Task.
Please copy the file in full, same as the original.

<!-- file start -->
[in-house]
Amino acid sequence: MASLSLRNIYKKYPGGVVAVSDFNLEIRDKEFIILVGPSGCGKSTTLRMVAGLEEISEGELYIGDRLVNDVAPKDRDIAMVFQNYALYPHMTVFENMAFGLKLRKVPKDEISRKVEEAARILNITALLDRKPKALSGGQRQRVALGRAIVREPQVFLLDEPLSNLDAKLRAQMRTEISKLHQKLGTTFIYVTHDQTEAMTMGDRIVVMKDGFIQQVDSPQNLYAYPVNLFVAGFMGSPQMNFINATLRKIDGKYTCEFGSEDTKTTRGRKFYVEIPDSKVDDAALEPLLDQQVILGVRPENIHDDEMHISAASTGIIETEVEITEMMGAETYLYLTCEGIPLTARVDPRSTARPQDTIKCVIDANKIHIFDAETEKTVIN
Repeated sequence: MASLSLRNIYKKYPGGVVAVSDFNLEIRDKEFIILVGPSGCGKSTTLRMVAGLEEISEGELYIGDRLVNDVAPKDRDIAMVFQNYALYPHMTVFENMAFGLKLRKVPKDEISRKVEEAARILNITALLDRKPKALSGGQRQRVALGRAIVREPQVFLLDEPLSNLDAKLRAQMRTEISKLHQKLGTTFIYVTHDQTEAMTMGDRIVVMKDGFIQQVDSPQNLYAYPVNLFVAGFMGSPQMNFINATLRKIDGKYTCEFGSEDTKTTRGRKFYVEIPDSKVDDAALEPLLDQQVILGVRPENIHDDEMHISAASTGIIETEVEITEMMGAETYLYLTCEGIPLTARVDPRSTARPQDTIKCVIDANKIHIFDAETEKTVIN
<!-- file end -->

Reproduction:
[in-house]
Amino acid sequence: MASLSLRNIYKKYPGGVVAVSDFNLEIRDKEFIILVGPSGCGKSTTLRMVAGLEEISEGELYIGDRLVNDVAPKDRDIAMVFQNYALYPHMTVFENMAFGLKLRKVPKDEISRKVEEAARILNITALLDRKPKALSGGQRQRVALGRAIVREPQVFLLDEPLSNLDAKLRAQMRTEISKLHQKLGTTFIYVTHDQTEAMTMGDRIVVMKDGFIQQVDSPQNLYAYPVNLFVAGFMGSPQMNFINATLRKIDGKYTCEFGSEDTKTTRGRKFYVEIPDSKVDDAALEPLLDQQVILGVRPENIHDDEMHISAASTGIIETEVEITEMMGAETYLYLTCEGIPLTARVDPRSTARPQDTIKCVIDANKIHIFDAETEKTVIN
Repeated sequence: MASLSLRNIYKKYPGGVVAVSDFNLEIRDKEFIILVGPSGCGKSTTLRMVAGLEEISEGELYIGDRLVNDVAPKDRDIAMVFQNYALYPHMTVFENMAFGLKLRKVPKDEISRKVEEAARILNITALLDRKPKALSGGQRQRVALGRAIVREPQVFLLDEPLSNLDAKLRAQMRTEISKLHQKLGTTFIYVTHDQTEAMTMGDRIVVMKDGFIQQVDSPQNLYAYPVNLFVAGFMGSPQMNFINATLRKIDGKYTCEFGSEDTKTTRGRKFYVEIPDSKVDDAALEPLLDQQVILGVRPENIHDDEMHISAASTGIIETEVEITEMMGAETYLYLTCEGIPLTARVDPRSTARPQDTIKCVIDANKIHIFDAETEKTVIN